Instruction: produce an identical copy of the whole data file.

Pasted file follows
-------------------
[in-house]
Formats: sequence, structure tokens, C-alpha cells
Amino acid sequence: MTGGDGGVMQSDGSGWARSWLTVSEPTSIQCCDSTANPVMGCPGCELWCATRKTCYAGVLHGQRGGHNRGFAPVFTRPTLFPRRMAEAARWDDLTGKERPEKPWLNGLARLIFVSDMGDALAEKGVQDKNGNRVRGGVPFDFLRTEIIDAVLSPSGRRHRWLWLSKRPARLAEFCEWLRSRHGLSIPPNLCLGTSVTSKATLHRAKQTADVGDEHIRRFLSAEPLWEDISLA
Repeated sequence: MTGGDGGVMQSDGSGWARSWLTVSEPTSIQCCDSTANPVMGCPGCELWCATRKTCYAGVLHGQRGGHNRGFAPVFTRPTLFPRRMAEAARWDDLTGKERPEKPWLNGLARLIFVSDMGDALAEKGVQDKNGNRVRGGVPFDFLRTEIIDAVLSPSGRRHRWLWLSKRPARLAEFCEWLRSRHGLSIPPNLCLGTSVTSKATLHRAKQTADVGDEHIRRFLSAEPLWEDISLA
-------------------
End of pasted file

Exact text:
[in-house]
Formats: sequence, structure tokens, C-alpha cells
Amino acid sequence: MTGGDGGVMQSDGSGWARSWLTVSEPTSIQCCDSTANPVMGCPGCELWCATRKTCYAGVLHGQRGGHNRGFAPVFTRPTLFPRRMAEAARWDDLTGKERPEKPWLNGLARLIFVSDMGDALAEKGVQDKNGNRVRGGVPFDFLRTEIIDAVLSPSGRRHRWLWLSKRPARLAEFCEWLRSRHGLSIPPNLCLGTSVTSKATLHRAKQTADVGDEHIRRFLSAEPLWEDISLA
Repeated sequence: MTGGDGGVMQSDGSGWARSWLTVSEPTSIQCCDSTANPVMGCPGCELWCATRKTCYAGVLHGQRGGHNRGFAPVFTRPTLFPRRMAEAARWDDLTGKERPEKPWLNGLARLIFVSDMGDALAEKGVQDKNGNRVRGGVPFDFLRTEIIDAVLSPSGRRHRWLWLSKRPARLAEFCEWLRSRHGLSIPPNLCLGTSVTSKATLHRAKQTADVGDEHIRRFLSAEPLWEDISLA